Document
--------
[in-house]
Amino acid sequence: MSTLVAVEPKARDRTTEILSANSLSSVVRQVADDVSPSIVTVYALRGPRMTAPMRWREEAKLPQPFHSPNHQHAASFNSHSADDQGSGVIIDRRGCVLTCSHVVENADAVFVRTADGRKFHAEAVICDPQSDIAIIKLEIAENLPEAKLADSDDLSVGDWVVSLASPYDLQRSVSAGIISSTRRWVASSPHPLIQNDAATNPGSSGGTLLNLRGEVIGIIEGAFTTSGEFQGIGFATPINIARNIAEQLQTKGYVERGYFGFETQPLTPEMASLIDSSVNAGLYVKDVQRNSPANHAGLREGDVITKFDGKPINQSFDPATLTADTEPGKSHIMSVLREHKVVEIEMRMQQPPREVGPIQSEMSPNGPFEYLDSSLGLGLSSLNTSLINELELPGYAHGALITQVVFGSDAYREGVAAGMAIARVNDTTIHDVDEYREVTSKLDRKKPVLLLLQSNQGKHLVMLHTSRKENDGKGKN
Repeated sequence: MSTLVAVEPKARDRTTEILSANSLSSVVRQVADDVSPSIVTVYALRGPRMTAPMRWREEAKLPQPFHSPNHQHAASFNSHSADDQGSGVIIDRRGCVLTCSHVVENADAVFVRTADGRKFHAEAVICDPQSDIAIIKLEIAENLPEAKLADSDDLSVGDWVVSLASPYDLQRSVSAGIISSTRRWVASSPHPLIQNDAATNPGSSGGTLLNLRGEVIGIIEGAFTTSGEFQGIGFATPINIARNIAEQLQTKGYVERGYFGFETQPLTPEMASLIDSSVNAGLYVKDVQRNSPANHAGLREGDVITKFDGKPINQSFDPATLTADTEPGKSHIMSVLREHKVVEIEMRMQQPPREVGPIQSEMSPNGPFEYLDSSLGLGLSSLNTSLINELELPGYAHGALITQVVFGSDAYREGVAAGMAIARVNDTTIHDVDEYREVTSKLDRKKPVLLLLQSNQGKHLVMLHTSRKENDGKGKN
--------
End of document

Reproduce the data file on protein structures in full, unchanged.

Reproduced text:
[in-house]
Amino acid sequence: MSTLVAVEPKARDRTTEILSANSLSSVVRQVADDVSPSIVTVYALRGPRMTAPMRWREEAKLPQPFHSPNHQHAASFNSHSADDQGSGVIIDRRGCVLTCSHVVENADAVFVRTADGRKFHAEAVICDPQSDIAIIKLEIAENLPEAKLADSDDLSVGDWVVSLASPYDLQRSVSAGIISSTRRWVASSPHPLIQNDAATNPGSSGGTLLNLRGEVIGIIEGAFTTSGEFQGIGFATPINIARNIAEQLQTKGYVERGYFGFETQPLTPEMASLIDSSVNAGLYVKDVQRNSPANHAGLREGDVITKFDGKPINQSFDPATLTADTEPGKSHIMSVLREHKVVEIEMRMQQPPREVGPIQSEMSPNGPFEYLDSSLGLGLSSLNTSLINELELPGYAHGALITQVVFGSDAYREGVAAGMAIARVNDTTIHDVDEYREVTSKLDRKKPVLLLLQSNQGKHLVMLHTSRKENDGKGKN
Repeated sequence: MSTLVAVEPKARDRTTEILSANSLSSVVRQVADDVSPSIVTVYALRGPRMTAPMRWREEAKLPQPFHSPNHQHAASFNSHSADDQGSGVIIDRRGCVLTCSHVVENADAVFVRTADGRKFHAEAVICDPQSDIAIIKLEIAENLPEAKLADSDDLSVGDWVVSLASPYDLQRSVSAGIISSTRRWVASSPHPLIQNDAATNPGSSGGTLLNLRGEVIGIIEGAFTTSGEFQGIGFATPINIARNIAEQLQTKGYVERGYFGFETQPLTPEMASLIDSSVNAGLYVKDVQRNSPANHAGLREGDVITKFDGKPINQSFDPATLTADTEPGKSHIMSVLREHKVVEIEMRMQQPPREVGPIQSEMSPNGPFEYLDSSLGLGLSSLNTSLINELELPGYAHGALITQVVFGSDAYREGVAAGMAIARVNDTTIHDVDEYREVTSKLDRKKPVLLLLQSNQGKHLVMLHTSRKENDGKGKN